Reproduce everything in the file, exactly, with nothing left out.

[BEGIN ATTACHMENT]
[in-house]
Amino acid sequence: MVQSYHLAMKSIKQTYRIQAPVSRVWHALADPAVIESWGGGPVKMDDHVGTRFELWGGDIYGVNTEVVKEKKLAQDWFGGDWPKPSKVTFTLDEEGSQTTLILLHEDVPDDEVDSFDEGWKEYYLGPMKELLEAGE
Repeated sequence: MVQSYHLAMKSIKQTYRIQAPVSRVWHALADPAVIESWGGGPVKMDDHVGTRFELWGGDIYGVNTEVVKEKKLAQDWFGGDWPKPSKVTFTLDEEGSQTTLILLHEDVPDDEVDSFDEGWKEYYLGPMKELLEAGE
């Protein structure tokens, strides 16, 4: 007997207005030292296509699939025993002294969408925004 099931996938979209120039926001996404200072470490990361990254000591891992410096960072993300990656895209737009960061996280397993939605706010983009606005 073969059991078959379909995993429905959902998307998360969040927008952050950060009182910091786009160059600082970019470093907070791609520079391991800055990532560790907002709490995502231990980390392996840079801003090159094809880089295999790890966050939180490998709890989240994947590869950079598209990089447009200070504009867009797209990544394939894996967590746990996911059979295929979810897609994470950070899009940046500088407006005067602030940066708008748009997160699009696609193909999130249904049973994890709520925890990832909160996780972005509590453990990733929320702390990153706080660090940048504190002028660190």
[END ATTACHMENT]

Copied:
[in-house]
Amino acid sequence: MVQSYHLAMKSIKQTYRIQAPVSRVWHALADPAVIESWGGGPVKMDDHVGTRFELWGGDIYGVNTEVVKEKKLAQDWFGGDWPKPSKVTFTLDEEGSQTTLILLHEDVPDDEVDSFDEGWKEYYLGPMKELLEAGE
Repeated sequence: MVQSYHLAMKSIKQTYRIQAPVSRVWHALADPAVIESWGGGPVKMDDHVGTRFELWGGDIYGVNTEVVKEKKLAQDWFGGDWPKPSKVTFTLDEEGSQTTLILLHEDVPDDEVDSFDEGWKEYYLGPMKELLEAGE
């Protein structure tokens, strides 16, 4: 007997207005030292296509699939025993002294969408925004 099931996938979209120039926001996404200072470490990361990254000591891992410096960072993300990656895209737009960061996280397993939605706010983009606005 073969059991078959379909995993429905959902998307998360969040927008952050950060009182910091786009160059600082970019470093907070791609520079391991800055990532560790907002709490995502231990980390392996840079801003090159094809880089295999790890966050939180490998709890989240994947590869950079598209990089447009200070504009867009797209990544394939894996967590746990996911059979295929979810897609994470950070899009940046500088407006005067602030940066708008748009997160699009696609193909999130249904049973994890709520925890990832909160996780972005509590453990990733929320702390990153706080660090940048504190002028660190």